ATLANTA - The West Virginia Legislature last week passed a $2.1 billion general fund budget for fiscal 1994 that permits issuance of about $200 million in revenue bonds for schools and jails.
The budget, passed Thursday at the end of a 12-day extended session, is 2% greater than the fiscal 1993 budget of $2.06 billion approved in 1992 but about $21 million less than requested by Gov. Gaston Caperton. The state's fiscal year begins July 1.
The budget incorporates about $100 million in tax increases, including a five-cent gasoline tax increase that will enable the state to begin its $450 million highway construction program this year. Legislators also approved adding $156 million to the state's retirement fund, $23 million more than designated for the current fiscal year, and $15 million in raises for university teachers.
In addition, lawmakers passed bills to reform the state Medicaid payment system and to spell out new regulations for sewage sludge and solid-waste incineration. However, the Legislature did not act on Caperton's proposed Health-Care Authority, which would centralize state medical services in one unit.
David Campbell, the governor's chief of staff, said he expected Caperton to approve the budget.
"We were pleased with what was accomplished during the session," Campbell said in an interview Tuesday. "It is consistent with our overall objectives of improving schools, public safety. and expanding the state's economy."
Campbell said the governor expects the various building programs approved by the Legislature to create 25,000 new jobs in the state.
"In West Virginia's history, I cannot recall a Legislature which has faced as many difficult issues and dealt with them more openly," the governor said in a statement.
"Though there were many times that success seemed impossible to achieve, the Legislature maintained its commitment to the future and worked diligently to solve many of our most pressing problems," he said.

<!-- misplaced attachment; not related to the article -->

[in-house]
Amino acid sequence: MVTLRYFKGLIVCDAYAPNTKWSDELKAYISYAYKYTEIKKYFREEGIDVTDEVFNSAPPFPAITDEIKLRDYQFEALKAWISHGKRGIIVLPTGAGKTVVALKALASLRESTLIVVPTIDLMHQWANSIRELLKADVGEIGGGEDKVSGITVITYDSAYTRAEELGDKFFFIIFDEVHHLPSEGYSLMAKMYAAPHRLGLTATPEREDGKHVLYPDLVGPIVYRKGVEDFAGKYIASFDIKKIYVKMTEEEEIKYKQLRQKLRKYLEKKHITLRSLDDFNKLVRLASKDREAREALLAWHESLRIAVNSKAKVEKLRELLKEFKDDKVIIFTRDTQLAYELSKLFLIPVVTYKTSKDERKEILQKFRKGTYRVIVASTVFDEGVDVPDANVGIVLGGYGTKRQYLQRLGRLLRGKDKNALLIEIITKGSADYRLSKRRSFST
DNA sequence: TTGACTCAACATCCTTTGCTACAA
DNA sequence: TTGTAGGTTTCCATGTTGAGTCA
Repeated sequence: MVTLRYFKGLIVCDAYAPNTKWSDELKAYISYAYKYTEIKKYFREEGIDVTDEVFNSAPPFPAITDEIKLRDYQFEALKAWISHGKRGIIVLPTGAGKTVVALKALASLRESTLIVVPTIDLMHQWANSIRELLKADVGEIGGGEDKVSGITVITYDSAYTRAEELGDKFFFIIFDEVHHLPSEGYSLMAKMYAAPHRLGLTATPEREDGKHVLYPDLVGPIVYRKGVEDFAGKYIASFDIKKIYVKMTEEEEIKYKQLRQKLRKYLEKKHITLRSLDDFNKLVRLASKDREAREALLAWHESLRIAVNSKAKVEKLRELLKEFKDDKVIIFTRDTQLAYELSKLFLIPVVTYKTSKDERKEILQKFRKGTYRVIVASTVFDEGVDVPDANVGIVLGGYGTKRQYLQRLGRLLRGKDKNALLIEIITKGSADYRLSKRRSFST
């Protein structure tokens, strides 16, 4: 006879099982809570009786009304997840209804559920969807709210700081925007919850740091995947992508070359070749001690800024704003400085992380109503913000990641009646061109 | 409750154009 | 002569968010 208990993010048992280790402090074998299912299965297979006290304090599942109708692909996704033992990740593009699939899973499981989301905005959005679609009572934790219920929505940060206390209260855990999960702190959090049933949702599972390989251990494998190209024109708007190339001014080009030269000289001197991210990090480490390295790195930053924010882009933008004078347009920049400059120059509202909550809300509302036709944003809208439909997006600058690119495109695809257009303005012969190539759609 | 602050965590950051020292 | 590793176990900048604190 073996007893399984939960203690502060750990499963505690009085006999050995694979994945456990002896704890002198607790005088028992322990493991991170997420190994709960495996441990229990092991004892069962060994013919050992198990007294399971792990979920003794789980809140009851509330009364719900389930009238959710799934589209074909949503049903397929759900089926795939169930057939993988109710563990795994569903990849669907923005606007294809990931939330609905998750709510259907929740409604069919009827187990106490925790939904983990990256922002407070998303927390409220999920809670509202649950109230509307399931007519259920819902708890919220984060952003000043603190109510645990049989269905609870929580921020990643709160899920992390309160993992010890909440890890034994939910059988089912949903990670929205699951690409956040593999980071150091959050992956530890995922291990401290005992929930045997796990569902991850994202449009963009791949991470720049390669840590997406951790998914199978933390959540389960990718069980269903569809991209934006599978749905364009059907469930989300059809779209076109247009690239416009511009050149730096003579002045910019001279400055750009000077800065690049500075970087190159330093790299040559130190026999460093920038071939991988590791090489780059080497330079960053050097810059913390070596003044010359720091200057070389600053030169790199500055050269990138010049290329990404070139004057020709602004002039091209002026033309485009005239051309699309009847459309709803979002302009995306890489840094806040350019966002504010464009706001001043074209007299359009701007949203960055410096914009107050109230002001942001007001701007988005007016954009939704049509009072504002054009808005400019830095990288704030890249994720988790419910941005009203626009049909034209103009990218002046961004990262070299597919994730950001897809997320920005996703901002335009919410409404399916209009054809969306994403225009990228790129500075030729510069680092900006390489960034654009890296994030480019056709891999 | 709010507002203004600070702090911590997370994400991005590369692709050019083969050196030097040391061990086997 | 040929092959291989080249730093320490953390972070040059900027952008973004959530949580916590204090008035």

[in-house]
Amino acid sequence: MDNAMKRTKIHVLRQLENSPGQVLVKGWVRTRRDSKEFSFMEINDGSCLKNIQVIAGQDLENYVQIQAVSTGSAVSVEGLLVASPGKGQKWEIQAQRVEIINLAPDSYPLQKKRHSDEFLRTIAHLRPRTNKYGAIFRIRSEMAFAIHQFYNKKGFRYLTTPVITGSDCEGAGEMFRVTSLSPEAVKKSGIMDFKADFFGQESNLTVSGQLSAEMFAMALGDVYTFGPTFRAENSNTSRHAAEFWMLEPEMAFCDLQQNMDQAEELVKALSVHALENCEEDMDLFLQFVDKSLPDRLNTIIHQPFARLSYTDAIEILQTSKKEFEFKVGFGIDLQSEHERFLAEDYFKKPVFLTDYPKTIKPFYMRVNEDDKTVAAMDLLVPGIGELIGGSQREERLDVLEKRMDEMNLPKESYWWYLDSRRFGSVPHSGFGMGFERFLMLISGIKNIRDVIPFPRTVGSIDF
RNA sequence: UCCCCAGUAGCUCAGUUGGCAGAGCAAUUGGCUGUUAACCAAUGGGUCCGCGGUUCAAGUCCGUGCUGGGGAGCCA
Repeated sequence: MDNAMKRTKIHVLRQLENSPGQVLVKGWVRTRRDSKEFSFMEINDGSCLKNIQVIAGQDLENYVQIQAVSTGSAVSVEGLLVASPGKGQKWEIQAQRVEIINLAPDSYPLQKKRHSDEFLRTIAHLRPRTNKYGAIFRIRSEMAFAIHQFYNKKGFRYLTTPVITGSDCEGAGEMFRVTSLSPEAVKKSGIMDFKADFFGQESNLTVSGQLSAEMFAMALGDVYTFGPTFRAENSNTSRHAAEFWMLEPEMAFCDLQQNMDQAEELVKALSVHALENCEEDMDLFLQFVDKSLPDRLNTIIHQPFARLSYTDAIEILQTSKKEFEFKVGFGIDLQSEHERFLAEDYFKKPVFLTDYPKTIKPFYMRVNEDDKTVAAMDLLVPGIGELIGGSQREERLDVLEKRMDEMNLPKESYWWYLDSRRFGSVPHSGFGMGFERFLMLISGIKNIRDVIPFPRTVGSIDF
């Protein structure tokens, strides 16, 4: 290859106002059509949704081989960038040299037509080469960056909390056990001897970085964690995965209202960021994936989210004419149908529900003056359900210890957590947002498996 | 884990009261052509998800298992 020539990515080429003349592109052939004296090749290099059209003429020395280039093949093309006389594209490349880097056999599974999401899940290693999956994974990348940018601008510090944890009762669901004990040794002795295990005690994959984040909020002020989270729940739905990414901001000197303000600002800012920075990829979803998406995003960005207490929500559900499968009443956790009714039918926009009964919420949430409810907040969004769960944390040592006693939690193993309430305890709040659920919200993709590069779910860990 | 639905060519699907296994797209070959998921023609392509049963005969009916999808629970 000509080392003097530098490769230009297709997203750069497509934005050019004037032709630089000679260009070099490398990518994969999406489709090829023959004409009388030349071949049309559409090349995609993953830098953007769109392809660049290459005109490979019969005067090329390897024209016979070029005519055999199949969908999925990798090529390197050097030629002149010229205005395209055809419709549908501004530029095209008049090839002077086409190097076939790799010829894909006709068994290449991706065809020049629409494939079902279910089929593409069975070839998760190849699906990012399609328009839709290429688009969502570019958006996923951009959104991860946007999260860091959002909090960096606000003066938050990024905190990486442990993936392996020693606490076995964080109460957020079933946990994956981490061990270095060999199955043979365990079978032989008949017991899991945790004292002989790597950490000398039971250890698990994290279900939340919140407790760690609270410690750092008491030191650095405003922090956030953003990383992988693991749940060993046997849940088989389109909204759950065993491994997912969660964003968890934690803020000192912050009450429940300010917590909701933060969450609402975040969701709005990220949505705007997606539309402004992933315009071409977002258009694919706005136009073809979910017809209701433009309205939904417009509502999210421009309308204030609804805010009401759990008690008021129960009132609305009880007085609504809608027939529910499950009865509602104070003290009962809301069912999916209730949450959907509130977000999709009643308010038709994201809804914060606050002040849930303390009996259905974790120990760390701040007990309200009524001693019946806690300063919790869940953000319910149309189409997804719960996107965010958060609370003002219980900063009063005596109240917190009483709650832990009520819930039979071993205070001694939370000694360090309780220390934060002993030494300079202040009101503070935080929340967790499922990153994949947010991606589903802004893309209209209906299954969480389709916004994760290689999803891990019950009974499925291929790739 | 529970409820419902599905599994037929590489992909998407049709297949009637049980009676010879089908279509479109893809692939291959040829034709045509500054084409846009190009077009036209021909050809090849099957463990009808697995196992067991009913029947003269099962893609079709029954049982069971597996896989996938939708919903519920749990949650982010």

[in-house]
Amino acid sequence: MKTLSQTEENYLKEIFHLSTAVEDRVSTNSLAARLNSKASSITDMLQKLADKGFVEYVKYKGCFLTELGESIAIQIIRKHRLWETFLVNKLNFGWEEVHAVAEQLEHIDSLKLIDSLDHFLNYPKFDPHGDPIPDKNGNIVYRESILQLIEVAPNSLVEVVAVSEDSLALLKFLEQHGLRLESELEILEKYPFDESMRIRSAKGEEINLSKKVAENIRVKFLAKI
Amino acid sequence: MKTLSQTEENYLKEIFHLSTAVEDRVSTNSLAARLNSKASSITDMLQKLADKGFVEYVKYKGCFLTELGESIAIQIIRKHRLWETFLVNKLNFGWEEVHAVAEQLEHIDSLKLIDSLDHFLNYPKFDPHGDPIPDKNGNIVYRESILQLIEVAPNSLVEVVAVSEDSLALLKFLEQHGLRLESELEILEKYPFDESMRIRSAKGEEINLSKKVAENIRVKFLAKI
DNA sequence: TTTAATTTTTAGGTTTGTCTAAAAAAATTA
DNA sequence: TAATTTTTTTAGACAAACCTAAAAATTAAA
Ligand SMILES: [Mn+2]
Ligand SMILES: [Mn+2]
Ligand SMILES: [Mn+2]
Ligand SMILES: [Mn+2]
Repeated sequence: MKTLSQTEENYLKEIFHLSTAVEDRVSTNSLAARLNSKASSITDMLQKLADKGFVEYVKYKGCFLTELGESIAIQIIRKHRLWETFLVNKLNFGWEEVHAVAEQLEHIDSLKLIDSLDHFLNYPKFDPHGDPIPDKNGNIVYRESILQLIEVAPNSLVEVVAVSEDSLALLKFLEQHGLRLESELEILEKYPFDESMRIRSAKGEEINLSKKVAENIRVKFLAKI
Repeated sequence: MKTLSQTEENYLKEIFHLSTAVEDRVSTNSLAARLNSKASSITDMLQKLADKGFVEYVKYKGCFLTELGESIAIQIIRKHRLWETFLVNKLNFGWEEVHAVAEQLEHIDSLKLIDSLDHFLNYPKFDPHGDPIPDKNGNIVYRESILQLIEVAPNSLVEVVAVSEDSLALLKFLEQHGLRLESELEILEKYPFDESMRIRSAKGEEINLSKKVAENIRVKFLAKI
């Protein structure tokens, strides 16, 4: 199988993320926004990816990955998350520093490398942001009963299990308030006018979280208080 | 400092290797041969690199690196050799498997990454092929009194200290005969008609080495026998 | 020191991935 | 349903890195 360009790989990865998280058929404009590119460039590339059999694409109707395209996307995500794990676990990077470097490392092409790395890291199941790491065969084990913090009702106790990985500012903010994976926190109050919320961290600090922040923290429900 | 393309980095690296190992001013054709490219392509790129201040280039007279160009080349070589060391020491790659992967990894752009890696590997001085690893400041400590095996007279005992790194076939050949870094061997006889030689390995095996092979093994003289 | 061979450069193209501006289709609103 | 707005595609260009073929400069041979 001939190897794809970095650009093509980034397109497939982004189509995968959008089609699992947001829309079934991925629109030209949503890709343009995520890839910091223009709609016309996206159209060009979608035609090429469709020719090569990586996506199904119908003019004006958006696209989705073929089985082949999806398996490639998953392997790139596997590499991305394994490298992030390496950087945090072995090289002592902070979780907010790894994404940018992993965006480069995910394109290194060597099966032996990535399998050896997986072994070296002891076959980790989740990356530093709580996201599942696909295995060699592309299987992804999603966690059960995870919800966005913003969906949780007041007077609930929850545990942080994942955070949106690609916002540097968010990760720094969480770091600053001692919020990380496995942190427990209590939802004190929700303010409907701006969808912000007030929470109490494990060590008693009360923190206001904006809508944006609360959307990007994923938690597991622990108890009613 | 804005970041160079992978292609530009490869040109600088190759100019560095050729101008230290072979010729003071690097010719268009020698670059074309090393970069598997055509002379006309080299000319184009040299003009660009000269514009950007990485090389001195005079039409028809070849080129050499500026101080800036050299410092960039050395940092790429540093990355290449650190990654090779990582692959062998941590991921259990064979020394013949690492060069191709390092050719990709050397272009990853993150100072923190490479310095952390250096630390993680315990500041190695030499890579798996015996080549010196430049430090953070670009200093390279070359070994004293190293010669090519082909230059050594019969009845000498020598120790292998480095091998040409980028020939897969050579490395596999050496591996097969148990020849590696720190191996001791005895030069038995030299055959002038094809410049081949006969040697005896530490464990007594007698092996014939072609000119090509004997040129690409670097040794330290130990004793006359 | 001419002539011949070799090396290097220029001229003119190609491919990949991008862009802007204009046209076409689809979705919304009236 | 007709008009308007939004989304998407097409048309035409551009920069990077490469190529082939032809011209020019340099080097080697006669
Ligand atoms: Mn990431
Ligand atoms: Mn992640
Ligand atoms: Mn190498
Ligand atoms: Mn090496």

Caperton, a Democrat, began his second term as governor in January.
The governor's chief of staff said the $12 million approved for debt service in fiscal 1994 on bonds to be issued by the state's School Building Authority will enable the agency to sell up to $150 million in new debt. He said that the $4 million appropriated for the West Virginia Regional Jail and Correctional Facilities Authority would permit the sale of up to $50 million in bonds.
The budget for fiscal 1993 included only $2 million in new debt service appropriations.
Since the school authority was created in 1989, it has gold $331 million of bonds, with proceeds have been used to build 26 new schools and renovate 470 others. The jail authority has sold $116 million of debt to fund the contstruction of a system of regional prisons in the state.
Campbell said that there could be a special session this fall for further reform of the state's health-care system, depending on what the Clinton administration proposes.
"We will have to see what happens nationally," he said.
Lawmakers have been unable to agree on the makeup of the governing board of the proposed Health-Care Authority. Senate members wanted part-time members, while representatives wanted members to serve full-time.
The state had a total of $1.7 billion of tax-supported debt as of March 31, according to the West Virginia State Board of Investments.
Besides the school and jail authority debt, the debt tally includes $346.1 million of general obligation bonds, rated A 1 by Moody's Investors Service and A-plus by Standard & Poor's Corp., and $361.8 million of debt for state colleges and universities.